In the process of producing an event around the topic of uncertainty, we tried something totally new and it’s only with perspective that I’ve realized the irony.
The Challenge: After meeting Jonathan Fields, author of Career Renegade and Uncertainty – Turning Fear and Doubt into Fuel for Brilliance I wanted to bring him home to Big O to speak. Navigating uncertainty is more important than ever and I found his wisdom illuminating. Since he lives in Manhattan we decided to wait until he was already here so we could time it to one of our meetings.
The Solution: Since I don’t like waiting I began noodling another solution and in the process we built a relationship.
Then it hit me – why not invite him to do a virtual Keynote LIVE, a Skype call-in that was broadcast on a large screen? Add a Tweet Chat to that and invite an even a larger audience? It would be almost like he was there.
I ran it by Jonathan and he said yes.
I ran it by the Ranch and they said yes.
Had I done either? No.
Did I know someone who did this stuff? Yes.
Did I know what was going to happen or if the audience would even like it? No.
But if it worked..the world would open up. Thinkers of relevance from all over the world could now beam into Big Ooga and share their knowledge.
The upside was thrilling. The down side not so risky. If the night was a bomb, there would be other nights.
Did it even occur to any of us to rehearse prior to that night? No.
We all just saw it in our minds eye.
And then reality hit.
It was an hour and a half before show time and we had decided this was the perfect time for the run through. Mark Carter was producing the Tweet Chat and I figured the Skype call was a no brainer. As far as I was concerned everything was in order. You flip the switch, it goes on.
“Lennie, what’s your Skype address?” Mark asked.
“I don’t know.” I answered.
“Um, what were you thinking about the call?” he said.
“That we’d work it through the Ranch.”
“Did you bring your lap top?” he said.
“You mean my net book?”
“Tim McDonald is on his way in with a laptop. No problem. I got this covered.” (To himself so I could hear. “And you’d think I would have asked her this in advance.”)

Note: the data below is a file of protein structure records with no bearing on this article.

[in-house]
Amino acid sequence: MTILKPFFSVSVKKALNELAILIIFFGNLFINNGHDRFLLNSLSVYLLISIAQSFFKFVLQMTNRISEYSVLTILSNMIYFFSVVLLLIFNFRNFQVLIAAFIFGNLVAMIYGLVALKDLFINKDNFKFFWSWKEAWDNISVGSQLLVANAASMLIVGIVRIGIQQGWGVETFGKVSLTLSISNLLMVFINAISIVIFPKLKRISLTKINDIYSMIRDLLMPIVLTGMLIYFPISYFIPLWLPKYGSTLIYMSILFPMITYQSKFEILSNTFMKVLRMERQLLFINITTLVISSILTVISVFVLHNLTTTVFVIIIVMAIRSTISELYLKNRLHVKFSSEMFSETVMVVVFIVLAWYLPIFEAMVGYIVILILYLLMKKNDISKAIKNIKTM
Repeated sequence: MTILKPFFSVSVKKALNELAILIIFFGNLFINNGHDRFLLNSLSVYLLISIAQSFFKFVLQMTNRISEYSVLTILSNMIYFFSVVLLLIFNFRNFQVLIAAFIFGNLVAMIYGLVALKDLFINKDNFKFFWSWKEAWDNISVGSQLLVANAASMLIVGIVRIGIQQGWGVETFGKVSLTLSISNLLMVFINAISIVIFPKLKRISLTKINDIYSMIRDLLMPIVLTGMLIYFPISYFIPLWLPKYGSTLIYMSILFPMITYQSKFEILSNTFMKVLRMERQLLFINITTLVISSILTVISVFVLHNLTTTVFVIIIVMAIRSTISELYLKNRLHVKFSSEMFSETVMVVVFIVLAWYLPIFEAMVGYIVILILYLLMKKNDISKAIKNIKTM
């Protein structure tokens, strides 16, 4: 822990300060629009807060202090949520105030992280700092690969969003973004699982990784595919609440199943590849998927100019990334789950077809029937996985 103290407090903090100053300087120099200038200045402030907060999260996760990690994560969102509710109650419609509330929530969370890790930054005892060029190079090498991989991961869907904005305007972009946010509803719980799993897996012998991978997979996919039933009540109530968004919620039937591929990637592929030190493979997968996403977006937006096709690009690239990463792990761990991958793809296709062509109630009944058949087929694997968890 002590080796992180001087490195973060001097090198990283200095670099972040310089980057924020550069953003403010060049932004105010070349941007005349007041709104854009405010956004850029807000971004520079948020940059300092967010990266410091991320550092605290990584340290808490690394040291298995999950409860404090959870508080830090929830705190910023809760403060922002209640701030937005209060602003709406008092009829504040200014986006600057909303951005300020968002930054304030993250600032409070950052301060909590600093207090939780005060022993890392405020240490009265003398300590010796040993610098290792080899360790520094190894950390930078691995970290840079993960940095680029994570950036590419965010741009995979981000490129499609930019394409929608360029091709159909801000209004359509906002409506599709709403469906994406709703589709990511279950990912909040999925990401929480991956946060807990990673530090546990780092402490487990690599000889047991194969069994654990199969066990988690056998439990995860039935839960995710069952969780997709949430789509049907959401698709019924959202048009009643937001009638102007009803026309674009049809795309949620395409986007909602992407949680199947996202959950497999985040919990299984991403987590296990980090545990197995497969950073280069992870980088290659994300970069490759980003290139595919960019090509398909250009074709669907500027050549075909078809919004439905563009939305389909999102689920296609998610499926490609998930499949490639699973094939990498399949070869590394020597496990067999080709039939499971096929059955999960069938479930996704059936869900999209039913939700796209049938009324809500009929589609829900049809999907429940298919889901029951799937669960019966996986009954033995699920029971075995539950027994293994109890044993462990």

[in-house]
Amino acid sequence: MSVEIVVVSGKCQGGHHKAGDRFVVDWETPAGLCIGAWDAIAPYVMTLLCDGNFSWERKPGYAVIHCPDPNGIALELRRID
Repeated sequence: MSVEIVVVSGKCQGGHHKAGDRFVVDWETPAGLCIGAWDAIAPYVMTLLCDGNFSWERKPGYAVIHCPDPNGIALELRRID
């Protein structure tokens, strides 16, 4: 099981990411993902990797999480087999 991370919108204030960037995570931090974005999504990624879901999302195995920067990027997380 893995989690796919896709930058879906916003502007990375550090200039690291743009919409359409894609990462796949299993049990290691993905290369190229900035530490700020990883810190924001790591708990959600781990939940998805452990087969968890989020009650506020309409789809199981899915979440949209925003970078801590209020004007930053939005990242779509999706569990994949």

That Mark is being considered to produce the next TED, puts this into perspective.
A flurry of activity: screens, cords, hook-ups, computers, Tim McDonald arrives, Avery arrives, Ranch tech on deck, people testing, texting, speakers are brought in, solutions are flying.
“Mark,” I said, “Jonathan’s waiting for the run through.”
“Let him know we’re almost there.”
THERE was 15 minutes to zero hour. But Jonathan was cool because he IS the Uncertainty guy.
And then..just as we’d all seen it in our heads, it worked.
The Virtual Keynote and Tweet Chat took flight. People loved it, asked for more like it and stayed in their seats discussing, exploring, contributing and responding to each other. We were traveling together in a beam of new thinking and it upped everyone’s game.
Here are some pearls of wisdom to help you move through your own Uncertainty and use it to fuel your brilliance.
1. Know that we are all moving through uncertainty and that the brain is wired to run from it. If the natural response is to avoid it, you can elect another default setting with conscious choice.
2. Up your concentration. Work with a 90/30 rule and you’ll get more done with more focus. Spend 90 minutes at your desk with complete focus and break for 30 minutes so your brain can recover. If you can’t do 90 or 30, adjust to 60 and 15, or any increments that you can handle as long as you disengage. By training your brain you’ll be able to up your times of real concentration, creativity and flow. When you are in flow, you are literally in uncertainty and it feels wonderful and exciting. The more you experience the wonder the more you are going to immerse in it.
3. Turn off distractions. Research proves that multitasking will diminish your capabilities and you will get less done more poorly.
4. Remember: Anything worth doing requires uncertainty, but you must decide and act in the face of it.
5. And this one is for Carol Roth, evaluate your risk. You may not know what will happen but if the upside is glorious and the downside is a speed bump. Leap! Trying something new makes you new and contributes something new to the world.
postscript: We’re doing this again with Steve Farber so get your copy of Radical Leap or Radical Leap Re-energized. Radical Leap is among the 100 best business books of all time. And then we’ll discuss it with him.